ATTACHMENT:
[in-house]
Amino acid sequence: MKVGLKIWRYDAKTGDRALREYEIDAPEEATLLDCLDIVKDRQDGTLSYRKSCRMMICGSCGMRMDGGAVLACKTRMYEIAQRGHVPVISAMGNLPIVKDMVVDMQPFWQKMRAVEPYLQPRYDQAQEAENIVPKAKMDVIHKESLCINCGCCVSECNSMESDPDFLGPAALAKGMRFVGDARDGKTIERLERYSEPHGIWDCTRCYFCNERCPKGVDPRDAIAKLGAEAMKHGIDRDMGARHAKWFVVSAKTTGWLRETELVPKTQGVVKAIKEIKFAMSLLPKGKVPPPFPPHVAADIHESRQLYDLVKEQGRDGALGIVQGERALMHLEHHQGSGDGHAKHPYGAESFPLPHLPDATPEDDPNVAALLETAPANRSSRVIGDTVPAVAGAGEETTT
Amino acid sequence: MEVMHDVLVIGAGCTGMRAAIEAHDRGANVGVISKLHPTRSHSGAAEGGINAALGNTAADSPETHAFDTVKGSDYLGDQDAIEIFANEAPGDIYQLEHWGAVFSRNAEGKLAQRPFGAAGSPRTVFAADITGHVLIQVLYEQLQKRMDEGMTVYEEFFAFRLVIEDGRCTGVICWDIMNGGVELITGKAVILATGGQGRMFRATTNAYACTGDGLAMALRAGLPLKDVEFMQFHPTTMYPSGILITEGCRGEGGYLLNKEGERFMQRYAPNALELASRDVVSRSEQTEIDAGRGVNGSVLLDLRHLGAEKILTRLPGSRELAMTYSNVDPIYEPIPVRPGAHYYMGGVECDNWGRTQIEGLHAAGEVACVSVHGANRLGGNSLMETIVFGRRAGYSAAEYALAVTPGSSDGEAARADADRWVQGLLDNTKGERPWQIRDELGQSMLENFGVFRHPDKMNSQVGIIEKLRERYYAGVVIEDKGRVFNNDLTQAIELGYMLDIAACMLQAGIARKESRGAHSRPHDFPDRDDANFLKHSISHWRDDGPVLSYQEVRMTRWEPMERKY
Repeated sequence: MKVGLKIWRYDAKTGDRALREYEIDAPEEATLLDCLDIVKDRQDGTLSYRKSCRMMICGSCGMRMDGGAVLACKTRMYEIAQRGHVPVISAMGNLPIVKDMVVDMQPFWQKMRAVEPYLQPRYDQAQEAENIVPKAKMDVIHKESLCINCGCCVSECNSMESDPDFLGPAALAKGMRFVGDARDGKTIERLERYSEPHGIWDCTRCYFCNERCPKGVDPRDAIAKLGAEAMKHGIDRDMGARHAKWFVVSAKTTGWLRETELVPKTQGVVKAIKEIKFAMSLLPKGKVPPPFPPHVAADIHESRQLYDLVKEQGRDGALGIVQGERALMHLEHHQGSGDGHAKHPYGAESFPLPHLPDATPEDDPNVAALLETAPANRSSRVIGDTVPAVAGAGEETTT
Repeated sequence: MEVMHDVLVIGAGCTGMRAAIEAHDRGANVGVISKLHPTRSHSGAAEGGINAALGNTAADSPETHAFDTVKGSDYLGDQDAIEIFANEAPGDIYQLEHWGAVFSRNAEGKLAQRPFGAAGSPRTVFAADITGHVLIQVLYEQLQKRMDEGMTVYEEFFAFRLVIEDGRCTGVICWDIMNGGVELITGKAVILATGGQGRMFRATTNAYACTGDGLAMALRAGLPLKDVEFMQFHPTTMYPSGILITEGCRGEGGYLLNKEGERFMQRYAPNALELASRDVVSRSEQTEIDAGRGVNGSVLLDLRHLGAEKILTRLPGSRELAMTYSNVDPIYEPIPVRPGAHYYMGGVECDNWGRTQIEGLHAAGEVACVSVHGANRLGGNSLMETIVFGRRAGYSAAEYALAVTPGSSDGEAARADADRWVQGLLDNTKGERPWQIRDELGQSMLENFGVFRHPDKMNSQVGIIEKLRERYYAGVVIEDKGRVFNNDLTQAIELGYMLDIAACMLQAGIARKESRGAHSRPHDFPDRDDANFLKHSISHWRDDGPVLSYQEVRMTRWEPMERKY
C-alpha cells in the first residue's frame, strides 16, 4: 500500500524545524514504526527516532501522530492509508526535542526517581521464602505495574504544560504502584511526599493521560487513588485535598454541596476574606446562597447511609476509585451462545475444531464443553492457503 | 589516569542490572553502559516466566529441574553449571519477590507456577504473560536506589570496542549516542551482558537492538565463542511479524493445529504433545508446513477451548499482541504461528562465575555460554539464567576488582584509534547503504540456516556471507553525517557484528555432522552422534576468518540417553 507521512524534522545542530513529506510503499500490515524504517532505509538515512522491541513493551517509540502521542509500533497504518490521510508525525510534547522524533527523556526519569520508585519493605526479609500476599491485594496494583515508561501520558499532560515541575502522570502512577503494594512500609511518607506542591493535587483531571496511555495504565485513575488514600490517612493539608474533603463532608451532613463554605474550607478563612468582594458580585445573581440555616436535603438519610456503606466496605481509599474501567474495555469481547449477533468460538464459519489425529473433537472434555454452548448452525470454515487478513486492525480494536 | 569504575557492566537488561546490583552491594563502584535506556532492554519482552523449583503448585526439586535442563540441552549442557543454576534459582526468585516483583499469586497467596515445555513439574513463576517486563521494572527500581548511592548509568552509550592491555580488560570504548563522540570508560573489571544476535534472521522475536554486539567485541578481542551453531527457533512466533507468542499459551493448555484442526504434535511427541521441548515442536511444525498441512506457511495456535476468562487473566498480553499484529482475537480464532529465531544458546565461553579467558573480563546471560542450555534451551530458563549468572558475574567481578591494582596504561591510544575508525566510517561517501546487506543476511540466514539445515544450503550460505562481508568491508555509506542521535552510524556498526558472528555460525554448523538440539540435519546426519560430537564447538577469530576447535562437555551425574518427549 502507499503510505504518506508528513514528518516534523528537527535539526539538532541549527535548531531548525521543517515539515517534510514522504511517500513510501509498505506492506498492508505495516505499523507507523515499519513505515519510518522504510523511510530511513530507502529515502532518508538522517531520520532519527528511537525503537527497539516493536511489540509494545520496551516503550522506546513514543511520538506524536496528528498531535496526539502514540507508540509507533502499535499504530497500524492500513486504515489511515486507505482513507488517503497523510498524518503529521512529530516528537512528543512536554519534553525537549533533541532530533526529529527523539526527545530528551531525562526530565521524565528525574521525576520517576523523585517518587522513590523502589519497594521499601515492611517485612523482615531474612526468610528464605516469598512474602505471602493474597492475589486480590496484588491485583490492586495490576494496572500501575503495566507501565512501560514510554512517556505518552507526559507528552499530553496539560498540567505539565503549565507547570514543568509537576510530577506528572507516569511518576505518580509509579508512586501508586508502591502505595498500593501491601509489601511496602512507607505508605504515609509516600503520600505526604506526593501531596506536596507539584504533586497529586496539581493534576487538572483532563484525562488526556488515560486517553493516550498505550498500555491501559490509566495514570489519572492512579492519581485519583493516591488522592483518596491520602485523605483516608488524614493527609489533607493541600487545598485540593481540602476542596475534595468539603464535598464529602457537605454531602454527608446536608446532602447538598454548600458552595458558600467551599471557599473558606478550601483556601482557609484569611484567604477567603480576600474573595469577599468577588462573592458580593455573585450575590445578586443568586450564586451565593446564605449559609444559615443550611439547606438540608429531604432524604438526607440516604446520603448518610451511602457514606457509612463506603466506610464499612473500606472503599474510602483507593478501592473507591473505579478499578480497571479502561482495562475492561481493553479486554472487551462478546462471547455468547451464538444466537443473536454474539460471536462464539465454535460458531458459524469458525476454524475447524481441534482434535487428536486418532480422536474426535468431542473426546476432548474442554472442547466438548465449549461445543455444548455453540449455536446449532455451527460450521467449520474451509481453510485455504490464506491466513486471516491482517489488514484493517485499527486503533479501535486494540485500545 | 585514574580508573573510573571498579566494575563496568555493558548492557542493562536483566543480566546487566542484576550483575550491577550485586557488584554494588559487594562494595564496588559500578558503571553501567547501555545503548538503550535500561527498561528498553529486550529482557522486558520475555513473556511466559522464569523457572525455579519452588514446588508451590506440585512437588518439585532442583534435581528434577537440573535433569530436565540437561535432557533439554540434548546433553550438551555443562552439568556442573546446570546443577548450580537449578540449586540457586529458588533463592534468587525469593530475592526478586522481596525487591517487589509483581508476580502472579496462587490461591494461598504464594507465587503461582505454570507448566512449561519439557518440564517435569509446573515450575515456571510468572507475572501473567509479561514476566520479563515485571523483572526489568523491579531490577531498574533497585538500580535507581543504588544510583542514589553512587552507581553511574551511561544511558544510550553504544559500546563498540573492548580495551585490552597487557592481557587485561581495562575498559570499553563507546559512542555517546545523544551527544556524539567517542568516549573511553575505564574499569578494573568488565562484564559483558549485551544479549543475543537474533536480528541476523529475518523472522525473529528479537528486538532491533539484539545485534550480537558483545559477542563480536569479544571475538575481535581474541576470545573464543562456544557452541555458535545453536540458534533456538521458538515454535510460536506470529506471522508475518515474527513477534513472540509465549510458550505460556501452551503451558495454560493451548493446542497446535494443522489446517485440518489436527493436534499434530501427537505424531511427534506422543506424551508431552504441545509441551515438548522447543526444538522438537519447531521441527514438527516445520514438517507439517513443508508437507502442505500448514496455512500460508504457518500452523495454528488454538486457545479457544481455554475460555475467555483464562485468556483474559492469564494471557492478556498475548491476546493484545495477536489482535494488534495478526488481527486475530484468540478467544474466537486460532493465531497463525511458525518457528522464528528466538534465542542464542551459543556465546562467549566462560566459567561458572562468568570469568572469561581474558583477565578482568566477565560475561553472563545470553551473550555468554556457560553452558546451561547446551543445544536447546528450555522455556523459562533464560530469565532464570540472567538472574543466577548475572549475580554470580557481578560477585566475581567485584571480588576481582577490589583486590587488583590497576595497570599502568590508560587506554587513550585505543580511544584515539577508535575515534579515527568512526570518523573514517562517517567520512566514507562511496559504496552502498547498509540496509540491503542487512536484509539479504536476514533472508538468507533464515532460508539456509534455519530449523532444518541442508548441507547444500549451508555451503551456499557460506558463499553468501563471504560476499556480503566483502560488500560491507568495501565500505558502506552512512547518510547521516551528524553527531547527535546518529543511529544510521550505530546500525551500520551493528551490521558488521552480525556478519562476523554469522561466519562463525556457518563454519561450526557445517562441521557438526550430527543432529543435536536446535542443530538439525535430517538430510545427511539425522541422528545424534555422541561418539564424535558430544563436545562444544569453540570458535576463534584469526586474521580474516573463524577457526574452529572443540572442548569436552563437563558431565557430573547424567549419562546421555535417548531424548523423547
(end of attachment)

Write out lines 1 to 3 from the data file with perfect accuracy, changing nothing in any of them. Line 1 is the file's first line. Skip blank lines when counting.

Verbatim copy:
[in-house]
Amino acid sequence: MKVGLKIWRYDAKTGDRALREYEIDAPEEATLLDCLDIVKDRQDGTLSYRKSCRMMICGSCGMRMDGGAVLACKTRMYEIAQRGHVPVISAMGNLPIVKDMVVDMQPFWQKMRAVEPYLQPRYDQAQEAENIVPKAKMDVIHKESLCINCGCCVSECNSMESDPDFLGPAALAKGMRFVGDARDGKTIERLERYSEPHGIWDCTRCYFCNERCPKGVDPRDAIAKLGAEAMKHGIDRDMGARHAKWFVVSAKTTGWLRETELVPKTQGVVKAIKEIKFAMSLLPKGKVPPPFPPHVAADIHESRQLYDLVKEQGRDGALGIVQGERALMHLEHHQGSGDGHAKHPYGAESFPLPHLPDATPEDDPNVAALLETAPANRSSRVIGDTVPAVAGAGEETTT
Amino acid sequence: MEVMHDVLVIGAGCTGMRAAIEAHDRGANVGVISKLHPTRSHSGAAEGGINAALGNTAADSPETHAFDTVKGSDYLGDQDAIEIFANEAPGDIYQLEHWGAVFSRNAEGKLAQRPFGAAGSPRTVFAADITGHVLIQVLYEQLQKRMDEGMTVYEEFFAFRLVIEDGRCTGVICWDIMNGGVELITGKAVILATGGQGRMFRATTNAYACTGDGLAMALRAGLPLKDVEFMQFHPTTMYPSGILITEGCRGEGGYLLNKEGERFMQRYAPNALELASRDVVSRSEQTEIDAGRGVNGSVLLDLRHLGAEKILTRLPGSRELAMTYSNVDPIYEPIPVRPGAHYYMGGVECDNWGRTQIEGLHAAGEVACVSVHGANRLGGNSLMETIVFGRRAGYSAAEYALAVTPGSSDGEAARADADRWVQGLLDNTKGERPWQIRDELGQSMLENFGVFRHPDKMNSQVGIIEKLRERYYAGVVIEDKGRVFNNDLTQAIELGYMLDIAACMLQAGIARKESRGAHSRPHDFPDRDDANFLKHSISHWRDDGPVLSYQEVRMTRWEPMERKY